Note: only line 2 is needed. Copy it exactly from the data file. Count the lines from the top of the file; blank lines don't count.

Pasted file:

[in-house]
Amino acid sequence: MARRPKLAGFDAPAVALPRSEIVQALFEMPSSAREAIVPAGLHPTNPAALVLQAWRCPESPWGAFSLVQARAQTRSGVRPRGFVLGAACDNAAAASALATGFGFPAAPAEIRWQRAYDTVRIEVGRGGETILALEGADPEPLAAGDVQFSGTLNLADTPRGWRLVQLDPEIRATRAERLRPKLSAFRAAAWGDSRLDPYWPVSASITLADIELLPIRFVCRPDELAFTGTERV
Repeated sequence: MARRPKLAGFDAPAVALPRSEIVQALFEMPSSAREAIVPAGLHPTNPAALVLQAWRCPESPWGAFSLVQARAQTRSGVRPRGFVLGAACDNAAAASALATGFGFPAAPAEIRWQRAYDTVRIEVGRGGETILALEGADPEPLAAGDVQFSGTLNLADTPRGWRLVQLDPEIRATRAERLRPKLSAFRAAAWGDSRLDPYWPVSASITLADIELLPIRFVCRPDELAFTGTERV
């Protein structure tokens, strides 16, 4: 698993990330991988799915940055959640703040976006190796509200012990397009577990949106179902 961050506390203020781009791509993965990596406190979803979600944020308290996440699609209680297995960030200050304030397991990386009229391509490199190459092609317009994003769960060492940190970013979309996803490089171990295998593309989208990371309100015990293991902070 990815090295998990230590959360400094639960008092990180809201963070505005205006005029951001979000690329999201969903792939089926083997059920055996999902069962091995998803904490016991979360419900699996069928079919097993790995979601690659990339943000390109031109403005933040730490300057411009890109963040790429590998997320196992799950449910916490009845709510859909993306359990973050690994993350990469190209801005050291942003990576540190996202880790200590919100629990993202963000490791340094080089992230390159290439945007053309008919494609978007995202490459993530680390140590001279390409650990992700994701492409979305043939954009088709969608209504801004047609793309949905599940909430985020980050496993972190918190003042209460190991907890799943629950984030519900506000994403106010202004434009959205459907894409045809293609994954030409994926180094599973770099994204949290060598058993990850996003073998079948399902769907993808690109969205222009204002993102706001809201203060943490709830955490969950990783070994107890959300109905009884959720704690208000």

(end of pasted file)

Amino acid sequence: MARRPKLAGFDAPAVALPRSEIVQALFEMPSSAREAIVPAGLHPTNPAALVLQAWRCPESPWGAFSLVQARAQTRSGVRPRGFVLGAACDNAAAASALATGFGFPAAPAEIRWQRAYDTVRIEVGRGGETILALEGADPEPLAAGDVQFSGTLNLADTPRGWRLVQLDPEIRATRAERLRPKLSAFRAAAWGDSRLDPYWPVSASITLADIELLPIRFVCRPDELAFTGTERV